Honda has announced the recall of nearly 9,000 late-model crossover-utility vehicles due to potentially faulty fuel tanks that pose the risk of a spill or fire.
The action comes as the maker struggles to resolve quality-related issues that resulted in Honda recalling 3.8-million vehicles in 2011, more than any other automaker operating in the U.S. market. (For more on that story, Click Here.)
The maker says it will begin notifying customers next month to bring the covered vehicles in for inspection and, if necessary, free repairs. The recall affects 8,700 Honda Pilot and Acura MDX models sold during the 2012 model-year.
The number of vehicles impacted is relatively small – especially when compared to the 45,800 Odyssey minivans involved in another Honda service campaign this month and the 273,000 Honda and Acura products recalled last December due to potentially defective side airbags. But industry analysts are wondering whether the ongoing series of problems could create an image issue for a brand long known for quality and reliability – just as Honda had hoped to recover from the production shortages caused by Japan’s March 2011 earthquake and tsunami.
“This is something surprising,” said analyst George Peterson, of AutoPacific, Inc. Following the previous minivan recall, he stressed that, “They need to be worried. The more this gets out there…the more sales they can lose.”
Honda had 15 separate recalls in 2011, so the number of recent service actions is disconcerting should the trend continue at anywhere near this pace. The maker nudged past Toyota last year, the Japanese giant having led the U.S. market in the total number of vehicles recalled during 2009 and 2010 – the majority of them due to Toyota’s problems with so-called “unintended acceleration.”
The good news for Honda is that the number of vehicles involved in this year’s recalls have been low, only a few 100 in several of them. Even with the newest campaign the vehicle total for 2012 is less than 60,000.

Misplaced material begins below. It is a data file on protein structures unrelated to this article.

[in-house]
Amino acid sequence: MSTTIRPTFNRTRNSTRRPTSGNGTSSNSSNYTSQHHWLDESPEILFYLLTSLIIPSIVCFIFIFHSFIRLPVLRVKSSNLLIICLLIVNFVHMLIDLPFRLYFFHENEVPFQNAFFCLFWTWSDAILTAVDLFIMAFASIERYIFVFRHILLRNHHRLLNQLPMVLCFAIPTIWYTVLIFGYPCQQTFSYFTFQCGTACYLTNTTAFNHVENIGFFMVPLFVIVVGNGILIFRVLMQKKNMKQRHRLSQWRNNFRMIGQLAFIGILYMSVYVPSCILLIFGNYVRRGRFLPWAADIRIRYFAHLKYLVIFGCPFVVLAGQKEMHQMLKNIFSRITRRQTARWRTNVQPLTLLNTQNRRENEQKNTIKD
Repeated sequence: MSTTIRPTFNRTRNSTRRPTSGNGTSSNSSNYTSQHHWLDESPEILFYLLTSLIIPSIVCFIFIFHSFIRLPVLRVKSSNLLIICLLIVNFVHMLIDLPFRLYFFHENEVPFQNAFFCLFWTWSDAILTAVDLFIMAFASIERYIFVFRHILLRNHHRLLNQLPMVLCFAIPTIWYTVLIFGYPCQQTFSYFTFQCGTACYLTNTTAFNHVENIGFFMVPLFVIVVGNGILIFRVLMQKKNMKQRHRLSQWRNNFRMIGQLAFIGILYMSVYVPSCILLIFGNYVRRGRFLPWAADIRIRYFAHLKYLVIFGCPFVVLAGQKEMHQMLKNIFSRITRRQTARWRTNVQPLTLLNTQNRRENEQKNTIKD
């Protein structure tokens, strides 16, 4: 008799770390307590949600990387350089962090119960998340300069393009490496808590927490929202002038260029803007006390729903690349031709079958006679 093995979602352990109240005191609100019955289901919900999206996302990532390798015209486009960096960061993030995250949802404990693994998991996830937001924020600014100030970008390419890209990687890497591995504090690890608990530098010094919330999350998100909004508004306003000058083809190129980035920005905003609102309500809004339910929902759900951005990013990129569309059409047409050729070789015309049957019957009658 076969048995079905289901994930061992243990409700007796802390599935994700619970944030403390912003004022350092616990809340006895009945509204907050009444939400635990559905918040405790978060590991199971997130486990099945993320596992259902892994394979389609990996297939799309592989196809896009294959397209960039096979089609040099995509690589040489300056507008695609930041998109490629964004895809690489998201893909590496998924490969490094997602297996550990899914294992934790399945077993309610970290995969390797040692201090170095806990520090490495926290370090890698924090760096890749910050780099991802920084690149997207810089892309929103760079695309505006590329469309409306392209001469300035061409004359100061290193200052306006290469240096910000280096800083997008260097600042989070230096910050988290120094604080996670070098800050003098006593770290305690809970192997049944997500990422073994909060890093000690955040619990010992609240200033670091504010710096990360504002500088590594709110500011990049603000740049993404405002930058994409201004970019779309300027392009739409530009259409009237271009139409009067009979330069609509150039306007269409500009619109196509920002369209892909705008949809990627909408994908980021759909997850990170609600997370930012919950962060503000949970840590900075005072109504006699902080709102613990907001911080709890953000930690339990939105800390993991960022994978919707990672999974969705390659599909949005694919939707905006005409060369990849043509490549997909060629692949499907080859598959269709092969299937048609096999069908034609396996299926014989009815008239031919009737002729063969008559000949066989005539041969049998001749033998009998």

But the maker is coming back from a year that would be readily described as “an incredible challenge,” according to John Mendel, Honda’s top American executive.
A sizable number of brand loyalists appear to have held off waiting until inventories reached normal, rather than flocking to competitors like Ford, Chevrolet or Hyundai. But analysts stress that Honda also has to worry about “conquest” customers, the buyers it normally can expect to win over from the competition each year.
“They’re already having a conquest problem,” said Aaron Bragman, of IHS Automotive, and that could get still worse if Honda continues to have high-profile recalls.
Ironically, the maker – like its competition – may actually willing to risk that to avoid the alternative problem, being accused of hiding potential safety defects.
That was an issue that put Toyota and the National Highway Traffic Safety Administration at loggerheads. The maker paid record fines of more than $50 million for such delays in 2010. BMW faced a smaller fine for similar delays earlier this month. (Click Here for that report.)
Industry officials, including Honda’s Mendel, have promised to be even more aggressive in isolating potential problems even if that means facing more recalls.
Tags: Acura MDX, Honda recall, auto news, auto safety, car news, car safety, honda airbags, honda defects, honda news, honda pilot, honda quality, honda safety, honda service, paul a. eisenstein, paul eisenstein, thedetroitbureau, toyota quality, toyota recalls, unintended acceleration